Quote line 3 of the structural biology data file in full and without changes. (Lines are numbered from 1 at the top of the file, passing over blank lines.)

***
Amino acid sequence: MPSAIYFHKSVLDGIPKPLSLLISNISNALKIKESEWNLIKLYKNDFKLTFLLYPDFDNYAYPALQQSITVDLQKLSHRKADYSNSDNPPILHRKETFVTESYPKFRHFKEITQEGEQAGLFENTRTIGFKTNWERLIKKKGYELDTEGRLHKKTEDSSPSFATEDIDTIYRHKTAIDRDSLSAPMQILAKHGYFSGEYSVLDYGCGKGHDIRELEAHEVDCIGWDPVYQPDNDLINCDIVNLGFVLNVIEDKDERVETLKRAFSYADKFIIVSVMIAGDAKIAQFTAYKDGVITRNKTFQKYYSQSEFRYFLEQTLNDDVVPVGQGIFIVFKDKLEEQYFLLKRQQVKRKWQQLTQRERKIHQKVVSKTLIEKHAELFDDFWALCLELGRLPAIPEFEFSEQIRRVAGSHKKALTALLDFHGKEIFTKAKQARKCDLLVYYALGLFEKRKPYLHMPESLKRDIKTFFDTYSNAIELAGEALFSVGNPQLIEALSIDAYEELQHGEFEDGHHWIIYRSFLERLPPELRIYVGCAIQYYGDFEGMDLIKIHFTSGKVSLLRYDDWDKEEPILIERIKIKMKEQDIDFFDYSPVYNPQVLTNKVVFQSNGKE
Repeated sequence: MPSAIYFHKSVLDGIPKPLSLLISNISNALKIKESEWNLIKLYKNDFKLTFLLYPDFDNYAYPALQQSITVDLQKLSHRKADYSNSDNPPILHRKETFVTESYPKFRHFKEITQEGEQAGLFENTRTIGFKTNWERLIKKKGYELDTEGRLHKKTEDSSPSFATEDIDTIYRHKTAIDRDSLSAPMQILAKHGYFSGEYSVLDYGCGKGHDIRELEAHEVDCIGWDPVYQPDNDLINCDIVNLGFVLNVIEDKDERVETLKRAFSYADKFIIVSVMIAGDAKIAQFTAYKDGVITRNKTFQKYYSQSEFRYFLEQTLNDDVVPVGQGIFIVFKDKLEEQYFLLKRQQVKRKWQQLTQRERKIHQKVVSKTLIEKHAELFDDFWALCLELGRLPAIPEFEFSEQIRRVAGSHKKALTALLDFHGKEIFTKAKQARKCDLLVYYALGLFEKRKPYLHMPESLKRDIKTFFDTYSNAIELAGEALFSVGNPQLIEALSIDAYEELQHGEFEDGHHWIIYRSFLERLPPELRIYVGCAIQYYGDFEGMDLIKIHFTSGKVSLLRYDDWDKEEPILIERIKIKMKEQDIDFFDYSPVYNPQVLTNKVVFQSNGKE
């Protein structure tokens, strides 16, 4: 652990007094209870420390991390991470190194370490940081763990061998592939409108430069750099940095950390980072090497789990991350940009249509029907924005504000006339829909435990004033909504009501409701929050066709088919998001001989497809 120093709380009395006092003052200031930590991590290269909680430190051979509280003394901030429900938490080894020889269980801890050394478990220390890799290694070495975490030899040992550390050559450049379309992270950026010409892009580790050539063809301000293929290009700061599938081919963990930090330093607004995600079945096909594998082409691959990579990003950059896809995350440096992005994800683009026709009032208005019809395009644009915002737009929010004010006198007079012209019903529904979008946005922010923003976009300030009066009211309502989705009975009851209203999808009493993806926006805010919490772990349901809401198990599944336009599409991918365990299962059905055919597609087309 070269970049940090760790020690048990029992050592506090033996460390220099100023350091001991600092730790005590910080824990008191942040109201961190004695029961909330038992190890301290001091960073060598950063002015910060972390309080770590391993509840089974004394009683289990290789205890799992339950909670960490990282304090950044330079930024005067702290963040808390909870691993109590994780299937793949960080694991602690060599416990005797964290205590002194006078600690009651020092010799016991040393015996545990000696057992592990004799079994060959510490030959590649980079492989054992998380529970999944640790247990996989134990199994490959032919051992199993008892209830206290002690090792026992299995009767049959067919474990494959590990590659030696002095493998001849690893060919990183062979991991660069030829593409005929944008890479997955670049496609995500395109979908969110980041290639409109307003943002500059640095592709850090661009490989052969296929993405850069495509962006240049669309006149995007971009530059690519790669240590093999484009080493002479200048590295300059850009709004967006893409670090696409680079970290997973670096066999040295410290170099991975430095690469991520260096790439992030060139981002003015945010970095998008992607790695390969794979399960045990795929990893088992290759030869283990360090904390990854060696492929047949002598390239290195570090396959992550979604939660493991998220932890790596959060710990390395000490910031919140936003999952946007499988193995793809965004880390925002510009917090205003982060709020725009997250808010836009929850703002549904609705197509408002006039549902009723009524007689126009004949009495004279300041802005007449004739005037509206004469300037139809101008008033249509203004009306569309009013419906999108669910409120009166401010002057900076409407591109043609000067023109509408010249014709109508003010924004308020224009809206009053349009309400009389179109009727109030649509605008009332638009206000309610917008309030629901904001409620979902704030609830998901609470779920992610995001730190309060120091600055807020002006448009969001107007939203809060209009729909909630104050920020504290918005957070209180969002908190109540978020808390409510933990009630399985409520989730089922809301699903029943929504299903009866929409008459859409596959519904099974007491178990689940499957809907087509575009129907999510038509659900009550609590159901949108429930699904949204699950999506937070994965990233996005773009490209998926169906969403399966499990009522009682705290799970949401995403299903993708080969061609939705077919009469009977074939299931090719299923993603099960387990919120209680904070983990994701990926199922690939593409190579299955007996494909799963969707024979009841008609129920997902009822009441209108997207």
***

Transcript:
């Protein structure tokens, strides 16, 4: 652990007094209870420390991390991470190194370490940081763990061998592939409108430069750099940095950390980072090497789990991350940009249509029907924005504000006339829909435990004033909504009501409701929050066709088919998001001989497809 120093709380009395006092003052200031930590991590290269909680430190051979509280003394901030429900938490080894020889269980801890050394478990220390890799290694070495975490030899040992550390050559450049379309992270950026010409892009580790050539063809301000293929290009700061599938081919963990930090330093607004995600079945096909594998082409691959990579990003950059896809995350440096992005994800683009026709009032208005019809395009644009915002737009929010004010006198007079012209019903529904979008946005922010923003976009300030009066009211309502989705009975009851209203999808009493993806926006805010919490772990349901809401198990599944336009599409991918365990299962059905055919597609087309 070269970049940090760790020690048990029992050592506090033996460390220099100023350091001991600092730790005590910080824990008191942040109201961190004695029961909330038992190890301290001091960073060598950063002015910060972390309080770590391993509840089974004394009683289990290789205890799992339950909670960490990282304090950044330079930024005067702290963040808390909870691993109590994780299937793949960080694991602690060599416990005797964290205590002194006078600690009651020092010799016991040393015996545990000696057992592990004799079994060959510490030959590649980079492989054992998380529970999944640790247990996989134990199994490959032919051992199993008892209830206290002690090792026992299995009767049959067919474990494959590990590659030696002095493998001849690893060919990183062979991991660069030829593409005929944008890479997955670049496609995500395109979908969110980041290639409109307003943002500059640095592709850090661009490989052969296929993405850069495509962006240049669309006149995007971009530059690519790669240590093999484009080493002479200048590295300059850009709004967006893409670090696409680079970290997973670096066999040295410290170099991975430095690469991520260096790439992030060139981002003015945010970095998008992607790695390969794979399960045990795929990893088992290759030869283990360090904390990854060696492929047949002598390239290195570090396959992550979604939660493991998220932890790596959060710990390395000490910031919140936003999952946007499988193995793809965004880390925002510009917090205003982060709020725009997250808010836009929850703002549904609705197509408002006039549902009723009524007689126009004949009495004279300041802005007449004739005037509206004469300037139809101008008033249509203004009306569309009013419906999108669910409120009166401010002057900076409407591109043609000067023109509408010249014709109508003010924004308020224009809206009053349009309400009389179109009727109030649509605008009332638009206000309610917008309030629901904001409620979902704030609830998901609470779920992610995001730190309060120091600055807020002006448009969001107007939203809060209009729909909630104050920020504290918005957070209180969002908190109540978020808390409510933990009630399985409520989730089922809301699903029943929504299903009866929409008459859409596959519904099974007491178990689940499957809907087509575009129907999510038509659900009550609590159901949108429930699904949204699950999506937070994965990233996005773009490209998926169906969403399966499990009522009682705290799970949401995403299903993708080969061609939705077919009469009977074939299931090719299923993603099960387990919120209680904070983990994701990926199922690939593409190579299955007996494909799963969707024979009841008609129920997902009822009441209108997207």